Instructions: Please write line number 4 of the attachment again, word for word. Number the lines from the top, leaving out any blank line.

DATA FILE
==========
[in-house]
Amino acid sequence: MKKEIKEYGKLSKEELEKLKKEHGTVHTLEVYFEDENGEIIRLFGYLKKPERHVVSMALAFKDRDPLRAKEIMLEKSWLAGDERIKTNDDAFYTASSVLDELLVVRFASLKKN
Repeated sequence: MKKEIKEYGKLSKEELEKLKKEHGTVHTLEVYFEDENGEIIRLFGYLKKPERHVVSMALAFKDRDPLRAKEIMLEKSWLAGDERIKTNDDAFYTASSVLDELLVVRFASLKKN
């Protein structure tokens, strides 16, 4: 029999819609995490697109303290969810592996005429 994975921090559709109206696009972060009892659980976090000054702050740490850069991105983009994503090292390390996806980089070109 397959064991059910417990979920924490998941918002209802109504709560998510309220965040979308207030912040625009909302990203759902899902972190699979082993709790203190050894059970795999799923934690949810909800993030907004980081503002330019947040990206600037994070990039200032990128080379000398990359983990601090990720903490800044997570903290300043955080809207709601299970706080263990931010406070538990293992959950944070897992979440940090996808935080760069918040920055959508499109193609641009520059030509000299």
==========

């Protein structure tokens, strides 16, 4: 029999819609995490697109303290969810592996005429 994975921090559709109206696009972060009892659980976090000054702050740490850069991105983009994503090292390390996806980089070109 397959064991059910417990979920924490998941918002209802109504709560998510309220965040979308207030912040625009909302990203759902899902972190699979082993709790203190050894059970795999799923934690949810909800993030907004980081503002330019947040990206600037994070990039200032990128080379000398990359983990601090990720903490800044997570903290300043955080809207709601299970706080263990931010406070538990293992959950944070897992979440940090996808935080760069918040920055959508499109193609641009520059030509000299």